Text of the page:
Artillery ammunition is designed for use in guns, howitzers, mortars, and recoilless rifles that range in
size from 37mm through 406mm (16-inch). There are four general types of artillery ammunitionfixed,
semifixed, separated, and separate-loading ammunition. See Figure 2, Page 4.
Fixed rounds are used in guns and recoilless rifles. This type of ammunition is issued and loaded as a
complete round. Semifixed rounds are used in 105mm howitzers and all mortars. Semifixed rounds
are issued with the cartridge case and propellant separate from the projectile but in the same container.
Separated rounds are used in large guns. This type of ammunition is issued as two separate
components, a sealed cartridge case and a projectile. Separate-loading rounds are used in larger guns
and howitzers (155mm, 175mm, 8-inch and 16-inch). Separate-loading componentsprojectile,
propelling charge, and primerare issued unassembled and are issued separately.
A complete round of artillery ammunition consists of all the components required to fire a weapon once.
A typical artillery round consists of a projectile, propellant charge, and a fuze and primer.
Projectile. The type of projectile may be antipersonnel (APERS); high-explosive (HE); high-
explosive antitank (HEAT); armor-piercing (AP); high-explosive, dual-purpose (HEDP); and so forth.
See TM 9-1300-200 for a complete listing.
Propellant Charge. Propelling charges consist of a quantity of propellant that has been carefully
designed for the type of ammunition (fixed, semifixed, separated, or separate-loading). The propelling
charge in a round of fixed ammunition is loose in the cartridge case. This charge is not adjustable. In
separated ammunition, the propelling charge consists of a loosely loaded propellant in a primed
cartridge case. This charge is not adjustable. In semifixed howitzer ammunition, the propelling charge
is bagged inside a primed cartridge case. In semifixed mortar ammunition, bags of granular propellant
are attached to the fins or boom. Semifixed propelling charges are adjustable. In separate-loading
ammunition, the propelling charge is contained in cloth bags, divided into multisection charges. These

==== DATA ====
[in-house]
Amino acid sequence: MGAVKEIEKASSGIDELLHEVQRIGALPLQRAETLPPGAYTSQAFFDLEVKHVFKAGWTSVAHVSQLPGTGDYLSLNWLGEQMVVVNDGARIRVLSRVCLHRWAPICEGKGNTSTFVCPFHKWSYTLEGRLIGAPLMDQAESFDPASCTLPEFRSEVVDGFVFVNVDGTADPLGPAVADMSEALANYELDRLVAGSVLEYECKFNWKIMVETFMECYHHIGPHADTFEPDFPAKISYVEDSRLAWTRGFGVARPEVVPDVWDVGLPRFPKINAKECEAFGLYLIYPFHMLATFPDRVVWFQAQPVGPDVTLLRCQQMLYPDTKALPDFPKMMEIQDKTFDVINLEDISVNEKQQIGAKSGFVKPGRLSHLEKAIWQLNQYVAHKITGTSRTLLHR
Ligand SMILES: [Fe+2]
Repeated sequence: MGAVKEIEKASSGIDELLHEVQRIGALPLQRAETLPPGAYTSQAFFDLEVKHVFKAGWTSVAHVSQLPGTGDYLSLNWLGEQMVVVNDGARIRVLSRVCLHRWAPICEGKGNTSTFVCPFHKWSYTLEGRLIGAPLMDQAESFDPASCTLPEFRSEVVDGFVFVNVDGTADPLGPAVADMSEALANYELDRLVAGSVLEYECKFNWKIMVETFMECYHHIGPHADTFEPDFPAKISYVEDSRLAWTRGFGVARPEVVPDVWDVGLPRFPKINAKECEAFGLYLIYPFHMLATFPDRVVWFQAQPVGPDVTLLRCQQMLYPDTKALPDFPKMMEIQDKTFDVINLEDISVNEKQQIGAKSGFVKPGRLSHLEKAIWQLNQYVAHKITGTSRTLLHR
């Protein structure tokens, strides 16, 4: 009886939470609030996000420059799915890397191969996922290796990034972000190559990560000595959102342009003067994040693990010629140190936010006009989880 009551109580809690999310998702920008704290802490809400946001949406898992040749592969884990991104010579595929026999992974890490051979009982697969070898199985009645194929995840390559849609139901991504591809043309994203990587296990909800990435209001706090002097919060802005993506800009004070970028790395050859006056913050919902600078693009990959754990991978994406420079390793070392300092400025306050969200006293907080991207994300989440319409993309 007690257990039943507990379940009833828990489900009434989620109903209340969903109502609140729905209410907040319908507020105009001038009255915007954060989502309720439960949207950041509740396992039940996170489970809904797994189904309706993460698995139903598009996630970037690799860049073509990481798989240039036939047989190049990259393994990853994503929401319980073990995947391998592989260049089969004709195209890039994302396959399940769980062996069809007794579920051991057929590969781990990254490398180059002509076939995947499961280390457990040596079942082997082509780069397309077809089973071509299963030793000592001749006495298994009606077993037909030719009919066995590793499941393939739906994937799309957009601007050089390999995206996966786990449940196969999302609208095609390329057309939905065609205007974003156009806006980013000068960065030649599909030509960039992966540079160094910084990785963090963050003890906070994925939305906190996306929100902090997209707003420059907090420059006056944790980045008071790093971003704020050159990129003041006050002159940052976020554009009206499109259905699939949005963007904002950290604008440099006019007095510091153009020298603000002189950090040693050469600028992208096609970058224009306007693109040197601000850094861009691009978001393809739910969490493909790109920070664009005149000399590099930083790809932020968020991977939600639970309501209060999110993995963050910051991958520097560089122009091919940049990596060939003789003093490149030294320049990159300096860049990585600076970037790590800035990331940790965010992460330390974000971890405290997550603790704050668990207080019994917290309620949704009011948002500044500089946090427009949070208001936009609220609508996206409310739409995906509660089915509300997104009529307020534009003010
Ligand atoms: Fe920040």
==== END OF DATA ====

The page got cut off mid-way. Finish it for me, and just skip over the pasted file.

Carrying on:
charges are adjustable.
Fuze. An artillery fuze is a mechanical device used with a projectile to cause it to function as
required. Fuzes are classified according to their position on the projectile and method of functioning.
Examples include base detonating (BD); point-initiating, base-detonating (PIBD); and point-detonating
(PD). Most projectiles require nose fuzing. Exceptions are armor piercing, high-explosive rocket
(APHER) and high-explosive plastic (HEP) projectiles that require base fuzing. Fuzes are classified
according to function as impact, time, proximity, or a combination of these. For example, the
mechanical time, the proximity, and most PIBD fuzes provide a backup function upon impact.
Land mines are devices filled with high explosives or chemical agents. See Figure 3, Page 5. These
munitions are designed to be placed in, on, or above the ground. They are designed to damage or
destroy vehicles, hinder movement of enemy personnel, or contaminate strategic areas. Land mines
are classified as APERS, antitank (AT), chemical, and scatterable. They are also classified as to how
APERS Mines. There are three types of APERS mines. The bounding-type mine is placed
beneath the surface of the ground. When it functions, a fragmentation projectile is expelled from the
mine body. The ascending projectile detonates in the air, propelling fragments in all directions. The
fixed, directional, fragmentation mine (Claymore) is designed to be placed above the ground in the
expected path or direction of the enemy. When the mine explodes, high-speed fragments fan